A recent clinical trial assessing the safety of weight-loss drugs Beliviq and Belviq XR (lorcaserin) has led to the FDA issuing a public alert, warning that the drug may contribute to cancer risk, according to forbes.com
What We Know:
- In 2012, Lorcaserin Belviq and Belviq XR were approved by the FDA for assisting weight-loss with a combination of reduced-calorie diet and increased physical activity in obese-overweight adults. The drug did in fact work by increasing feelings of fullness to reduce the amount of food eaten and was available in two tablet-based forms, Belviq and Belviq XR.
- Eisai Inc. is the drug manufacturer who conducted a randomized, double-blind, placebo-controlled clinical trial to evaluate the many risks of heart related problems this weight loss drug can cause on an individual. The agency said, “The trial involved around 12,000 participants over a period of five years; towards the end of the study, more patients taking the drug were diagnosed with cancer than those who took a placebo.”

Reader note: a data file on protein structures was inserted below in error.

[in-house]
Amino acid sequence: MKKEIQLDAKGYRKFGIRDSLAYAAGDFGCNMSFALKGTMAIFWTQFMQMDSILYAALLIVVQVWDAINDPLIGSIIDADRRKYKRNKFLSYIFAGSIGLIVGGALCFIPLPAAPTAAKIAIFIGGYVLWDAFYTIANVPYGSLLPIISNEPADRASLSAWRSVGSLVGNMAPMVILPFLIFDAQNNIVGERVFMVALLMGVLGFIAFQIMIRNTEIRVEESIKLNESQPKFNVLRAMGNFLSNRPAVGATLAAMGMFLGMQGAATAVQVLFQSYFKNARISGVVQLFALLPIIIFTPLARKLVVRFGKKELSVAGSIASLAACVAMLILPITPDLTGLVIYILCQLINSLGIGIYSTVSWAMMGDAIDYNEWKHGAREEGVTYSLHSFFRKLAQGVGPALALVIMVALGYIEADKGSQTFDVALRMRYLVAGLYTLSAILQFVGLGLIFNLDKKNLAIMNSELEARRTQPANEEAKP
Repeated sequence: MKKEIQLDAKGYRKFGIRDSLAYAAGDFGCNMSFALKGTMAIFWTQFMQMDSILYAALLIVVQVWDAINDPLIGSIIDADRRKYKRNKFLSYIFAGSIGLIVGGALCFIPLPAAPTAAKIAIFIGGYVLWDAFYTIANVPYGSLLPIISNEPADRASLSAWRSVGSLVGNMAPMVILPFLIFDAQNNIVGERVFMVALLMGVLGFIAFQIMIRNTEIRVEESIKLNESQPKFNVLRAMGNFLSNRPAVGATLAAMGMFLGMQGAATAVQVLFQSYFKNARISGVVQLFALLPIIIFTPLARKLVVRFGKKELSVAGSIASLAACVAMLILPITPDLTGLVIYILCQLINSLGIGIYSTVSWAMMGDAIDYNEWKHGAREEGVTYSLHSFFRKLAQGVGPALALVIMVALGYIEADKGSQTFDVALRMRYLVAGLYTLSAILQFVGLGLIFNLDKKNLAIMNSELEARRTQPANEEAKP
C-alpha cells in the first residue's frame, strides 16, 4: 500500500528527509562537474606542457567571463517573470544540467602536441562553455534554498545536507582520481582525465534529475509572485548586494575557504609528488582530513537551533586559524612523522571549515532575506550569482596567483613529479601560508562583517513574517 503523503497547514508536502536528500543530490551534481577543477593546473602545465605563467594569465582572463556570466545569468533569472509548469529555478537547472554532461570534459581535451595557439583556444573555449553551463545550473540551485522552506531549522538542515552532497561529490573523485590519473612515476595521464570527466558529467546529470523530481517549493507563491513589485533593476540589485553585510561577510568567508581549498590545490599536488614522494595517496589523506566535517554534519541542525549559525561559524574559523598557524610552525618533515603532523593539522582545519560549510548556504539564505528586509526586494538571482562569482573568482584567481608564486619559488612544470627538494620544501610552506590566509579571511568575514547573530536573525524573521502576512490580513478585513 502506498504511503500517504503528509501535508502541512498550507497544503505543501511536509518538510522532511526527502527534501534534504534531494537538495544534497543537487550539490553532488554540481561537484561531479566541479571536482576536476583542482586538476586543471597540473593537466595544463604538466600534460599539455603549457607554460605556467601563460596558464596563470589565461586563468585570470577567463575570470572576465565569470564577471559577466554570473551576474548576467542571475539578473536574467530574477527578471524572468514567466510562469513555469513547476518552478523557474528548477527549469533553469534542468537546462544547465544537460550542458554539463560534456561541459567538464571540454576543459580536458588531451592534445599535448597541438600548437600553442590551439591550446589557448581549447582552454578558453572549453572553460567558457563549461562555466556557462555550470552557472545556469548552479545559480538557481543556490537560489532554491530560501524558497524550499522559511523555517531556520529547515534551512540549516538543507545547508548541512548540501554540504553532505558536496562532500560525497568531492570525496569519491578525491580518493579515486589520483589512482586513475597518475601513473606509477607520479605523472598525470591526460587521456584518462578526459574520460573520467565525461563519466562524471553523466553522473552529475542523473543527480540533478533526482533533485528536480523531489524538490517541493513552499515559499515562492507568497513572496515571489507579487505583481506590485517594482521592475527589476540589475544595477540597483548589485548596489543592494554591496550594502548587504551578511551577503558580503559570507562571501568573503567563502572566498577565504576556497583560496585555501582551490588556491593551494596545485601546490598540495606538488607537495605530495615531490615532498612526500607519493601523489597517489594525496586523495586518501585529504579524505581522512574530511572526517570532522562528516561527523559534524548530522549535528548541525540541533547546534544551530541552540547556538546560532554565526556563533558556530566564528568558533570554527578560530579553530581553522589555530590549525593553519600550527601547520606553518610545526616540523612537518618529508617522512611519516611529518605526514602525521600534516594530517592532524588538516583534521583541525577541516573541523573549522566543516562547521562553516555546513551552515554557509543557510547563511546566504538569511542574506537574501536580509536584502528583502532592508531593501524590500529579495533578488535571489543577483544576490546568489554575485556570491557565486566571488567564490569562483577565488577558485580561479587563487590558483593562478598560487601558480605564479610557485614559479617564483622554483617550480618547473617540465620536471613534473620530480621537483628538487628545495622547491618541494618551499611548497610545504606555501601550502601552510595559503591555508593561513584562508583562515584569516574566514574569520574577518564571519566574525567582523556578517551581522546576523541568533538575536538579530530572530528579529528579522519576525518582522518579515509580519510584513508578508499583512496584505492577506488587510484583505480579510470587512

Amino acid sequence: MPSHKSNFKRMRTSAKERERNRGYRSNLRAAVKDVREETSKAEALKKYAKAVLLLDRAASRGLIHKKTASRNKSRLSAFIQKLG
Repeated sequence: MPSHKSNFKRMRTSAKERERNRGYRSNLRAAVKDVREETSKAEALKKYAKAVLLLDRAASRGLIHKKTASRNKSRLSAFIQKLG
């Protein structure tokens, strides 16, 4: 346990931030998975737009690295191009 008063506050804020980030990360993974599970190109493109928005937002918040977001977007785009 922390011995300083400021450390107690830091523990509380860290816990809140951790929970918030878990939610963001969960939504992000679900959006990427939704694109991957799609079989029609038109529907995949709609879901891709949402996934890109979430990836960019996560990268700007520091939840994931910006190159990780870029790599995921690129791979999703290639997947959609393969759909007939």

- According to Forbes, “In one academic study from 2011, the drug did show the propensity to cause several different types of cancer in rat models, albeit at doses larger than the recommended clinical dose in humans. The FDA originally rejected the approval of the drug in 2010 based on these results, but later concluded that the development of these tumors were rodent-specific and unlikely to happen in humans.”
- Eisai Inc. told Newsweek, “Patient safety is Eisai’s priority and we will continue to work closely with the FDA to evaluate the clinical trial results. We recommend patients speak directly with their health care professional in order to make the best decision about their medical treatment. As indicated in the FDA’s communication, at this time, the FDA and Eisai cannot conclude that BELVIQ increases the risk of cancer.”
The FDA said, “Our evaluation of this potential signal is ongoing, and at this time it is uncertain if lorcaserin increases the risk of cancer.”